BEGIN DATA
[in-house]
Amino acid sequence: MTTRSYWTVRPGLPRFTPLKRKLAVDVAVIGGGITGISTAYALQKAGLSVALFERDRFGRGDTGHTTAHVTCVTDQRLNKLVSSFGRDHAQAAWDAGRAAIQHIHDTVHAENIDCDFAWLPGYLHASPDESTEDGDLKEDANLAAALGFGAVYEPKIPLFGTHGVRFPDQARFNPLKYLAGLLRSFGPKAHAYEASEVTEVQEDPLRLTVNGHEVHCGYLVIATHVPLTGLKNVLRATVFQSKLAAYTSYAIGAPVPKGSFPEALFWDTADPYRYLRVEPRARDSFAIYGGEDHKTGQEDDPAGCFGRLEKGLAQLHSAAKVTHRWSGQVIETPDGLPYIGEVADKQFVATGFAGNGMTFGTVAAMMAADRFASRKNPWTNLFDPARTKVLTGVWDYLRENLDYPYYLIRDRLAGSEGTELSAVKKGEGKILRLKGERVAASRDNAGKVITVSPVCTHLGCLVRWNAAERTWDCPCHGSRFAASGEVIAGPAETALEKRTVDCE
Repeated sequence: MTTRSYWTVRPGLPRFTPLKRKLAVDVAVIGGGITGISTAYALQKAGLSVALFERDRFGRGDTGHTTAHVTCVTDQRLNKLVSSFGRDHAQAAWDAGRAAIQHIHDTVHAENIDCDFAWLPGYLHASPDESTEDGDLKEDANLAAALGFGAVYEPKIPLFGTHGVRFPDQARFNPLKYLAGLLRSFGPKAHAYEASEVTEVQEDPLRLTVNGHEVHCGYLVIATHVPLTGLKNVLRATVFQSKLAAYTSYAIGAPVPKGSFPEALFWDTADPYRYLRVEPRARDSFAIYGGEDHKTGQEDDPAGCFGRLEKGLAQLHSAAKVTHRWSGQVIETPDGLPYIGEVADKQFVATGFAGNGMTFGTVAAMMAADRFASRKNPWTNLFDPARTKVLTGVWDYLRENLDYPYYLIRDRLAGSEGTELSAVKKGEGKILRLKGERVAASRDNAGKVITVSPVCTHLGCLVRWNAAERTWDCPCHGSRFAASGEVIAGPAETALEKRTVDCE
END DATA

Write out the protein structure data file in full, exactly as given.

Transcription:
[in-house]
Amino acid sequence: MTTRSYWTVRPGLPRFTPLKRKLAVDVAVIGGGITGISTAYALQKAGLSVALFERDRFGRGDTGHTTAHVTCVTDQRLNKLVSSFGRDHAQAAWDAGRAAIQHIHDTVHAENIDCDFAWLPGYLHASPDESTEDGDLKEDANLAAALGFGAVYEPKIPLFGTHGVRFPDQARFNPLKYLAGLLRSFGPKAHAYEASEVTEVQEDPLRLTVNGHEVHCGYLVIATHVPLTGLKNVLRATVFQSKLAAYTSYAIGAPVPKGSFPEALFWDTADPYRYLRVEPRARDSFAIYGGEDHKTGQEDDPAGCFGRLEKGLAQLHSAAKVTHRWSGQVIETPDGLPYIGEVADKQFVATGFAGNGMTFGTVAAMMAADRFASRKNPWTNLFDPARTKVLTGVWDYLRENLDYPYYLIRDRLAGSEGTELSAVKKGEGKILRLKGERVAASRDNAGKVITVSPVCTHLGCLVRWNAAERTWDCPCHGSRFAASGEVIAGPAETALEKRTVDCE
Repeated sequence: MTTRSYWTVRPGLPRFTPLKRKLAVDVAVIGGGITGISTAYALQKAGLSVALFERDRFGRGDTGHTTAHVTCVTDQRLNKLVSSFGRDHAQAAWDAGRAAIQHIHDTVHAENIDCDFAWLPGYLHASPDESTEDGDLKEDANLAAALGFGAVYEPKIPLFGTHGVRFPDQARFNPLKYLAGLLRSFGPKAHAYEASEVTEVQEDPLRLTVNGHEVHCGYLVIATHVPLTGLKNVLRATVFQSKLAAYTSYAIGAPVPKGSFPEALFWDTADPYRYLRVEPRARDSFAIYGGEDHKTGQEDDPAGCFGRLEKGLAQLHSAAKVTHRWSGQVIETPDGLPYIGEVADKQFVATGFAGNGMTFGTVAAMMAADRFASRKNPWTNLFDPARTKVLTGVWDYLRENLDYPYYLIRDRLAGSEGTELSAVKKGEGKILRLKGERVAASRDNAGKVITVSPVCTHLGCLVRWNAAERTWDCPCHGSRFAASGEVIAGPAETALEKRTVDCE